Mental health advice for older people during the coronavirus outbreak

Page last reviewed: 11 September 2020

The Mental Health Foundation is part of the national mental health response during the coronavirus outbreak. Government advice designed to keep us safe is under constant review and will be different depending on where you live: more details and up to date information here.

There has not been an experience like the current coronavirus outbreak in most of our lifetimes and not since the Second World War have there been such restrictions on public movements. 

So, it is not surprising that we are all feeling a bit scared. This is perfectly understandable, but it is still really important to look after your mental health if you are over 55 and living alone.

Things you can do to keep safe at this difficult time:

Be prepared

  • Keep useful contact numbers in an obvious place: GP, family, friends and plumber.
  • It’s important to get in touch with your GP if you have any concerns about your health. With the many routine health appointments being cancelled you may feel it’s not appropriate to contact your GP. This is not the case. GPs are still there to support your physical and mental health.
  • Think about who can help you over this period. This may be friends and family but also local and national organisations. The Samaritans are available 24/7 for free on 116 123 (UK).
  • Remember that it will take longer for your pharmacist to deliver supplies and the same for grocery deliveries, so try and plan ahead.

Stay in touch

  • Phone, landline, mobile, smartphone, computer, internet are potential sources of support and ways to get information about what’s available.
  • Think about writing a note to neighbours asking if they can help or if they can recommend someone or a service who can. If you have a neighbour’s phone number do give them a call, you might not need anything now, but you may in the future.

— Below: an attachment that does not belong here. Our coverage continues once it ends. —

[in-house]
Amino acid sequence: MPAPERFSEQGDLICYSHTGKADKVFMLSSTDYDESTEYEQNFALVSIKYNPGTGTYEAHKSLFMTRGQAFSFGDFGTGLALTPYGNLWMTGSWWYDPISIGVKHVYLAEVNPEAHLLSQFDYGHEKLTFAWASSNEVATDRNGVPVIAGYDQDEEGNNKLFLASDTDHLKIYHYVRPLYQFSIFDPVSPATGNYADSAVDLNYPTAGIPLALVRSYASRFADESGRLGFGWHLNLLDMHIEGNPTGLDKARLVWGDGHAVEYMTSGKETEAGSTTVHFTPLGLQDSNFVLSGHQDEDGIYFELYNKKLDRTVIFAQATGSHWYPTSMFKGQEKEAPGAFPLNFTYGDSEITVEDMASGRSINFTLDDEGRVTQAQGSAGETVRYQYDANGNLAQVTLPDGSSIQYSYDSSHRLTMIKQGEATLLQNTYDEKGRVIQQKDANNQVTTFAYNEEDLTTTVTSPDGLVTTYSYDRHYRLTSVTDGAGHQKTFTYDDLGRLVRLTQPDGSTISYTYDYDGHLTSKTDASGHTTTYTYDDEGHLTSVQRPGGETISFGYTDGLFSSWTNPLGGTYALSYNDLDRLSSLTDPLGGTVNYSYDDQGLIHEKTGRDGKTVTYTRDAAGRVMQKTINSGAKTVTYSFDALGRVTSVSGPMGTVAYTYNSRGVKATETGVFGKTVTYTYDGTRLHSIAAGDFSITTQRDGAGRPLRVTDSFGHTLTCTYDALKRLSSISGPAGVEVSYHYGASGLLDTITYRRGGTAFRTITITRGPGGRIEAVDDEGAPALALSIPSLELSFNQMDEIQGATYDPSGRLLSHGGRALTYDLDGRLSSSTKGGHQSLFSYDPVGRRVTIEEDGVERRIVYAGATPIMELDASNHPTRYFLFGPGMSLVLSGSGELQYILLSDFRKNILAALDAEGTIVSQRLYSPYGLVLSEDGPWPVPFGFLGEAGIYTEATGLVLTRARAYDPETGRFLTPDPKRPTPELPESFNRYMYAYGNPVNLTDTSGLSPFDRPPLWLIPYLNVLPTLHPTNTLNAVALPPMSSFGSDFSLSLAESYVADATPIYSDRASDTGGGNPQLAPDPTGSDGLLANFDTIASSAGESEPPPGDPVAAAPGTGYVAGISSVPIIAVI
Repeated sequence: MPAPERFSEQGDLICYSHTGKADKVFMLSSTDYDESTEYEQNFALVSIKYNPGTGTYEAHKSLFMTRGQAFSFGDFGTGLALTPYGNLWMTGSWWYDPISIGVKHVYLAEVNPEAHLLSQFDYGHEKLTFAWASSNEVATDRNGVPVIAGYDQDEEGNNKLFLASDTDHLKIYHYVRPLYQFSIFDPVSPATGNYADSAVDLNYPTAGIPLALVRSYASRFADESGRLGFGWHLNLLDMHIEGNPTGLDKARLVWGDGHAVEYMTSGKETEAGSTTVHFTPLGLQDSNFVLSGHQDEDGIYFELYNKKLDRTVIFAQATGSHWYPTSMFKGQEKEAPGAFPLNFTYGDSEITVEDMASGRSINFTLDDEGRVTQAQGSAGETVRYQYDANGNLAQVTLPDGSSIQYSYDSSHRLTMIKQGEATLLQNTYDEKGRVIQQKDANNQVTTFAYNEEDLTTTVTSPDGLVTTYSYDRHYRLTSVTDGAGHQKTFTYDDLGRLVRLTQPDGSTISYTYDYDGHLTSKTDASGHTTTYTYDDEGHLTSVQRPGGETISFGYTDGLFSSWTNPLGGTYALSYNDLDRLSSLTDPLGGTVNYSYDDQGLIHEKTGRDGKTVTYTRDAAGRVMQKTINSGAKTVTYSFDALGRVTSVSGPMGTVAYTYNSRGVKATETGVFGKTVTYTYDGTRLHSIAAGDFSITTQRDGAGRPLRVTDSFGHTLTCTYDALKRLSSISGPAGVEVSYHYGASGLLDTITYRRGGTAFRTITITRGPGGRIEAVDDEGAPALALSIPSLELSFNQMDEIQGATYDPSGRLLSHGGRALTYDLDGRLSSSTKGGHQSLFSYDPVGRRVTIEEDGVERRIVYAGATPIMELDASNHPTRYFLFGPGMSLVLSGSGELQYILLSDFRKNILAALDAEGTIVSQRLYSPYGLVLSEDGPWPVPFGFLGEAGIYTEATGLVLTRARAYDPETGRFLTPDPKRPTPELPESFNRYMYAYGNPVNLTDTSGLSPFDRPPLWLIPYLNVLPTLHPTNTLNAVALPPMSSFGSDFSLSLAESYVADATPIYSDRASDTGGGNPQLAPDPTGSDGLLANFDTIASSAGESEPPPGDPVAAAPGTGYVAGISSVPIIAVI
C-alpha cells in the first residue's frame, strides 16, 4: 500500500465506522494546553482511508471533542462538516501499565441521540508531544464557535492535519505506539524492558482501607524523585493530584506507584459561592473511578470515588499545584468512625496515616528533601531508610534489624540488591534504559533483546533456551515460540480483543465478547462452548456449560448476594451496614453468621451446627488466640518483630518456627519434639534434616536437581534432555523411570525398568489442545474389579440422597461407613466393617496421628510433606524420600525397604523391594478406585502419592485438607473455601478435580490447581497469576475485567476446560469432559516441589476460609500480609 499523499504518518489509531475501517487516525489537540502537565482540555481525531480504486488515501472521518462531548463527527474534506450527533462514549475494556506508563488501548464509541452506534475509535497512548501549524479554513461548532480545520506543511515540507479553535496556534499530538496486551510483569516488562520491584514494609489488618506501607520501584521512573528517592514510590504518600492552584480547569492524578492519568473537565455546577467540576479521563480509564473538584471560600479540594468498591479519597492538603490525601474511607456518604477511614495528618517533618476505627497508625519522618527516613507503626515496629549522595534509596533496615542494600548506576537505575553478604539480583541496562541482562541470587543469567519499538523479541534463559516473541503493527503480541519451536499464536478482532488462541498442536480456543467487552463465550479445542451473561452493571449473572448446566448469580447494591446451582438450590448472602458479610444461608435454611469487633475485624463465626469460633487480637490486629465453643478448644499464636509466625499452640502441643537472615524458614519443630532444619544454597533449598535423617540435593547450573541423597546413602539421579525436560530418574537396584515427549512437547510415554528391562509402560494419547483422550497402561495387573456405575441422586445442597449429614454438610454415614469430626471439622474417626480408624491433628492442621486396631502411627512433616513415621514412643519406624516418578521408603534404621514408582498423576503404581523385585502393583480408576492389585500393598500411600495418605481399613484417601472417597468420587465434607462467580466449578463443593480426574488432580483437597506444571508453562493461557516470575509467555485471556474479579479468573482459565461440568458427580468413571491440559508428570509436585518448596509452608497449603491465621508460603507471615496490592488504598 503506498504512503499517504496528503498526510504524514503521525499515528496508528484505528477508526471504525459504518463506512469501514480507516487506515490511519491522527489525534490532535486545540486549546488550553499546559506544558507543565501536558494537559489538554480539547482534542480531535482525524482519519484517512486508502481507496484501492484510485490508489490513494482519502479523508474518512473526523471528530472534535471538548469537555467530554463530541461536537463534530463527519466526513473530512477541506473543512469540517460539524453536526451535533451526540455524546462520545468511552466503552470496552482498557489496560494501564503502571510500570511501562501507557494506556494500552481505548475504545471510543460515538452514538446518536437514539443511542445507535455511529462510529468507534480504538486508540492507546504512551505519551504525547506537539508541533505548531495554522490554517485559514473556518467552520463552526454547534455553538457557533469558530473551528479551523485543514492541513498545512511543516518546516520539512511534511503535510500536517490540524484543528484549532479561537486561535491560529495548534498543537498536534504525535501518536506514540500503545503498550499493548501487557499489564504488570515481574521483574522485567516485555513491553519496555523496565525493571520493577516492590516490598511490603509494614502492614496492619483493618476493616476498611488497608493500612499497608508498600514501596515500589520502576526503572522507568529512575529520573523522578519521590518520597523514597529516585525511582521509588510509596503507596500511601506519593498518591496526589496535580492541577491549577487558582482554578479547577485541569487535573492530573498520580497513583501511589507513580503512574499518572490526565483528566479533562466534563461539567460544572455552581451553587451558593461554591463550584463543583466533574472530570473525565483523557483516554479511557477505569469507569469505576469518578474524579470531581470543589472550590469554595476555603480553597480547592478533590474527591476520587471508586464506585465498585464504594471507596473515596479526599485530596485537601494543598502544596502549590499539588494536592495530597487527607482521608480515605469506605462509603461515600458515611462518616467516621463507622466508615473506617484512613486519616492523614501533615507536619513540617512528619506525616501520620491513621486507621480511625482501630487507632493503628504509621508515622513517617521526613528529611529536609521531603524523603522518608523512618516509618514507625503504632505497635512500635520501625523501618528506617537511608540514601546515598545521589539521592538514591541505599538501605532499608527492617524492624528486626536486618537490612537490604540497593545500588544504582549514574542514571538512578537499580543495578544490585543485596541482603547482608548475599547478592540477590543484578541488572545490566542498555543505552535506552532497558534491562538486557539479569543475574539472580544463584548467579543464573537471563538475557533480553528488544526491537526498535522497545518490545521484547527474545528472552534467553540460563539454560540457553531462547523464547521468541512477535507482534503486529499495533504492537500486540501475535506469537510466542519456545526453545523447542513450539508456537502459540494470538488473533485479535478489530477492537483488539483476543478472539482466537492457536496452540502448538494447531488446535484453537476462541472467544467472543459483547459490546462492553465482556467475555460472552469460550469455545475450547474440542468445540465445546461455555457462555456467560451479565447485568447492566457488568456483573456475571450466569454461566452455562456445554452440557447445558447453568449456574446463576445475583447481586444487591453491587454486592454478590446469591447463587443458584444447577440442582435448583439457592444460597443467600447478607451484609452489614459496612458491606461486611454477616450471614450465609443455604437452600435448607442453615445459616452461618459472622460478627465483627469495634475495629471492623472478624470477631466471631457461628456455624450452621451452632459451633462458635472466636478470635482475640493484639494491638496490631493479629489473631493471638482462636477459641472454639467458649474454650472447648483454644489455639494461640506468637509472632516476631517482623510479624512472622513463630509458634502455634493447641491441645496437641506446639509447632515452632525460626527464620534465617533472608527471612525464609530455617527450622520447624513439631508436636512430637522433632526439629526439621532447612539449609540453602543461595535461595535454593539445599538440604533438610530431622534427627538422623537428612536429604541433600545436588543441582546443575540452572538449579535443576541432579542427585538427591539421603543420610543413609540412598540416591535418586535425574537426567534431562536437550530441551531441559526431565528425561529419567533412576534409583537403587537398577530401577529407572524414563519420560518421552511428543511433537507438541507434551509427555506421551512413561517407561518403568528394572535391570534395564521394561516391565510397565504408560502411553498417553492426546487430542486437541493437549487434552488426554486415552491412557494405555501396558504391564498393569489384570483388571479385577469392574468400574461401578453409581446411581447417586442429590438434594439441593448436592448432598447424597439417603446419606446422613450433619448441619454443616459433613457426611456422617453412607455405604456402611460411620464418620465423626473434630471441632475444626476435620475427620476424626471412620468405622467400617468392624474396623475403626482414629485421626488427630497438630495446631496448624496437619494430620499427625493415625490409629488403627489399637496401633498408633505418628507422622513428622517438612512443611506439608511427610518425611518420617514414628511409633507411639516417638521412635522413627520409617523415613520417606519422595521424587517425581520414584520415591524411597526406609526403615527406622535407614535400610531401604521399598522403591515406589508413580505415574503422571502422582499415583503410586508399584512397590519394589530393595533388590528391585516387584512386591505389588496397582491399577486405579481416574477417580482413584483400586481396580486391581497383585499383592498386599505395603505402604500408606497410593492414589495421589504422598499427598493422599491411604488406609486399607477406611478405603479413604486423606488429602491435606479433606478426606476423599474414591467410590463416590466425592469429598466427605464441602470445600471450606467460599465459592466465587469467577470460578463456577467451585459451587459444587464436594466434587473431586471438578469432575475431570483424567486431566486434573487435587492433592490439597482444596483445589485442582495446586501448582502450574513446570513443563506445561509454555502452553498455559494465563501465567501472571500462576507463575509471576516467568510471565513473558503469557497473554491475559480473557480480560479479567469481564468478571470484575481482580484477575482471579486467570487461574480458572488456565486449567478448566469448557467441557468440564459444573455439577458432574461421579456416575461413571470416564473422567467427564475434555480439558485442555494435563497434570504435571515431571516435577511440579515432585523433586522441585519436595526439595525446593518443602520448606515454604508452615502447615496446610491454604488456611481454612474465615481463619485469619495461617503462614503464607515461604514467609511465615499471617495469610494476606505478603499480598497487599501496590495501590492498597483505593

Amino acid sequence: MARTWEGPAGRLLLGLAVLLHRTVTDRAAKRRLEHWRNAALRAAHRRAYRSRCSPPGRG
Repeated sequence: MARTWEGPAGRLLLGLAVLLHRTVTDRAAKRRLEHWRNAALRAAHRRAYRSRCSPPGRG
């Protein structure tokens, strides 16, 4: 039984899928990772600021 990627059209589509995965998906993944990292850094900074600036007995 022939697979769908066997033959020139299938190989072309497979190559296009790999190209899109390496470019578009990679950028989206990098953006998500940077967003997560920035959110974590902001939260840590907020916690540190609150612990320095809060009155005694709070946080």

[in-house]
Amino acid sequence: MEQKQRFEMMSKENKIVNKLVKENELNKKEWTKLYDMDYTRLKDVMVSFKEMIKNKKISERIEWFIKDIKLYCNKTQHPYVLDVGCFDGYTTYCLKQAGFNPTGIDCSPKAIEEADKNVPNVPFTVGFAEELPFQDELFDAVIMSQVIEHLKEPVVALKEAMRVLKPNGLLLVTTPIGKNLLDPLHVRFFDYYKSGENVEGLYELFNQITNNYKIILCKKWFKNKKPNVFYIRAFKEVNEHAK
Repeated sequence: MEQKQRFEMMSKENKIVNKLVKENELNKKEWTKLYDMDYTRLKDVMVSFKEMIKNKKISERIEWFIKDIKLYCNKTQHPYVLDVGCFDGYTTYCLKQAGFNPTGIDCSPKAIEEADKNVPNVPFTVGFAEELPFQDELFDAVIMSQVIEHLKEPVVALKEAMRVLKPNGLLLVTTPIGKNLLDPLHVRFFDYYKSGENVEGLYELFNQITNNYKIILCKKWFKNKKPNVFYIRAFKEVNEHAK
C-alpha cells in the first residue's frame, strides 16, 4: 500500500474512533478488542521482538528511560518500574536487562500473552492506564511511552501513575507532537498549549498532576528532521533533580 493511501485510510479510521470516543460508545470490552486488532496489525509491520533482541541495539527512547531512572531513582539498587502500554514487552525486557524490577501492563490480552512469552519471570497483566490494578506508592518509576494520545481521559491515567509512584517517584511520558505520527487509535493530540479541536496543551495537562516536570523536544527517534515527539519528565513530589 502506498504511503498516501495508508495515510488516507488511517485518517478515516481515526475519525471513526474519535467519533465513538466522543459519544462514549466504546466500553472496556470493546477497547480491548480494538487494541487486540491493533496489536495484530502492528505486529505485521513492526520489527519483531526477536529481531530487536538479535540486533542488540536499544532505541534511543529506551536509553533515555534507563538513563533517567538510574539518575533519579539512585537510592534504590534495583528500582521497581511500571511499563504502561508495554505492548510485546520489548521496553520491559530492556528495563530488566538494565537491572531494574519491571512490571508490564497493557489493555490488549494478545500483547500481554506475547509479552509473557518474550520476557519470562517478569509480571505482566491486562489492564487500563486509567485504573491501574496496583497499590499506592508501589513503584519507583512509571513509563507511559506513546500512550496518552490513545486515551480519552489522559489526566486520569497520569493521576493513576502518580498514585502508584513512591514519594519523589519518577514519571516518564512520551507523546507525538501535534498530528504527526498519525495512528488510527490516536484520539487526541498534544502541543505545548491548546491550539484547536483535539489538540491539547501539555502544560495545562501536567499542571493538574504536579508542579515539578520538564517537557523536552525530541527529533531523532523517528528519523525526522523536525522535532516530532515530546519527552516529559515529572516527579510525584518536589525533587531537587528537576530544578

•  A lot of neighbourhoods are setting up local support groups, ask people if they know about this and how you can join.

Find out what you are entitled to:

  • You may be entitled to an emergency food parcel
  • If you are considered as being in an “at risk” category, you should have received a letter from the NHS which gives you more information about how the Government can support you to stay at home during this time.  Please contact your GP if you feel you should have got this letter and nothing has arrived.

Little things to help if you are spending a great deal or all of your time by yourself:

  • A routine is helpful for giving your day a sense of order and make you feel in control.
  • Listen to music that you like and lets you remember different parts of your life.
  • Watch more films on TV or listen to the radio.
  • You may want to limit your intake of daily news about the virus as too much coverage can be scary and make you stressed.
  • Tidying something or doing outstanding chores can feel like a major achievement.